PERINATAL AND INFANT ORAL HEALTH

It is recommended by the American Academy of Pediatric Dentistry that all pregnant women receive counsel concerning oral health care during pregnancy. Periodontal disease can increase the chance of preterm birth and the likelihood of low birth weight. If you are expecting, make sure to talk to your doctor or dentist about periodontal disease prevention. 

Did you know that mothers with poor oral health may be able to pass on cavity-causing bacteria to their babies? If you are pregnant, keep these tips in mind to ensure the greatest possibility of oral health for your child: 

  • Visit your dentist regularly

  • Brush your teeth and use floss every day to reduce plaque. 

  • Reduce your sugar intake in the foods and beverages you consume

  • Use fluoride toothpaste recommended by the ADA and a mouth rinse with .05% sodium fluoride. 

  • Refrain from sharing cups, utensils, and food as this may cause the transmission of bacteria. 

  • Ask your dentist about xylitol chewing gum,  (4 pieces per day by the mother) which can also aid in bacterial transmission from mother to child.

 

YOUR CHILD’S FIRST DENTAL VISIT—ESTABLISHING A “DENTAL HOME” 

The American Academy of Pediatrics and the Academy of Pediatric Dentistry both recommend establishing a “dental home” for your child by one year of age.  Children with regular, stable access to dental care are more likely to avoid preventable conditions that can lead to greater problems. 

Talk to your child before his or her visit, but keep things simple. When discussing dental procedures, avoid using words like “drill,” “needle,” “shot,” or “hurt”. Pediatric dentists train their teams to use other non-threatening terms that convey the same meaning, but in a much more pleasant manner to make your child feel comfortable.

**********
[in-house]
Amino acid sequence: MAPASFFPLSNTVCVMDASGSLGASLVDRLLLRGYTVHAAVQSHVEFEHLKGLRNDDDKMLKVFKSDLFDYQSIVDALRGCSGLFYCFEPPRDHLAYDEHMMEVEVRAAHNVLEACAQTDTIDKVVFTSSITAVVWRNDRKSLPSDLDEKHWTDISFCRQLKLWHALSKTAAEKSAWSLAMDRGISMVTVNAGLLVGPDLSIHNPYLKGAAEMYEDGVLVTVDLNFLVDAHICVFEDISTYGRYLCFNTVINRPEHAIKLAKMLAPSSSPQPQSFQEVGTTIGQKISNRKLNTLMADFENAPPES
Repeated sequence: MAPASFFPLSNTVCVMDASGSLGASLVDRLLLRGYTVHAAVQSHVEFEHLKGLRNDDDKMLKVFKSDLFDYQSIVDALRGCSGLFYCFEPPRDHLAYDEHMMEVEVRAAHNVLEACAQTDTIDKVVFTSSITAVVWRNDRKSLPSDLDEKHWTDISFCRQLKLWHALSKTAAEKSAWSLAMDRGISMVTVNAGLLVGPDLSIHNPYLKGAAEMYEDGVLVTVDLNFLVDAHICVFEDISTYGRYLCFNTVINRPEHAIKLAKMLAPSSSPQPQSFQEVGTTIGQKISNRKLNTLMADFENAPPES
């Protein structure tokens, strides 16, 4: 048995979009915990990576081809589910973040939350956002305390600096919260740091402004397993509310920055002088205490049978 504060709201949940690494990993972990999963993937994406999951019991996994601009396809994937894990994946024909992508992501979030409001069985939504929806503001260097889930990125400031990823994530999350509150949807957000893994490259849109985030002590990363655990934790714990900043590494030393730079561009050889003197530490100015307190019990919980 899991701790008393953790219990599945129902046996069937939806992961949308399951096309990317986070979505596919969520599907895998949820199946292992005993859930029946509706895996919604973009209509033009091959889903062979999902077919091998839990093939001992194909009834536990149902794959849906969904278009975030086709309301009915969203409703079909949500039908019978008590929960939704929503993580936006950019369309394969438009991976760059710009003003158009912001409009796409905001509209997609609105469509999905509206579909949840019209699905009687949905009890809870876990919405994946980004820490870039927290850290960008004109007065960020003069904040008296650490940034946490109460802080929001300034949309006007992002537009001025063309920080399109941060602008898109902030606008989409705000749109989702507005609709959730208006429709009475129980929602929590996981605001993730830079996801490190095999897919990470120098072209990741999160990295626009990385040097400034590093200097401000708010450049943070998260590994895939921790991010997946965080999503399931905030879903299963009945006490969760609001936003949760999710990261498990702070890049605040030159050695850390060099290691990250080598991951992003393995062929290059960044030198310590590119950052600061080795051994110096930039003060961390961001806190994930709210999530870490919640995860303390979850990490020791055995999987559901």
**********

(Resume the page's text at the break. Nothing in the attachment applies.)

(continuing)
WHEN WILL MY BABY START GETTING TEETH? 

Every child is different and will begin showing signs of teething at different times. Generally, a baby’s first primary teeth (usually the lower front (anterior) teeth) appear between 6-8 months. 

 

BABY BOTTLE TOOTH DECAY (EARLY CHILDHOOD CARIES) 

Babies and young children can develop significant tooth decay at an early age from long exposures to liquids containing sugar. Oftentimes, the child is put down for a nap or for the night with a bottle full of fruit juice, milk, (even breast milk) or another sweetened drink, exposing the teeth to sugar for a prolonged period of time. 

Only give a child water in a bottle when falling asleep. Sugary liquid accumulates in a child’s mouth overnight, forming plaque rapidly and causing tooth decay. If you are giving your child a beverage other than water, try diluting it over a period of days or weeks to transition your child gradually to water-only. 

Another preventative method for tooth decay in infants and young children is to wipe the child’s gums and teeth with a damp washcloth or gauze pad after each feeding. This prevents plaque from building up and can be done quickly and easily with your child’s head in your lap, on the floor, or on a changing table. 

 

SIPPY CUPS

As with baby bottles, sippy cups filled with beverages containing sugar (breast milk, milk, juice, etc.) and given to a child during nap or bedtime can seriously increase the risk of tooth decay. If your child requires a sippy cup or bottle at bedtime, make sure it contains water only.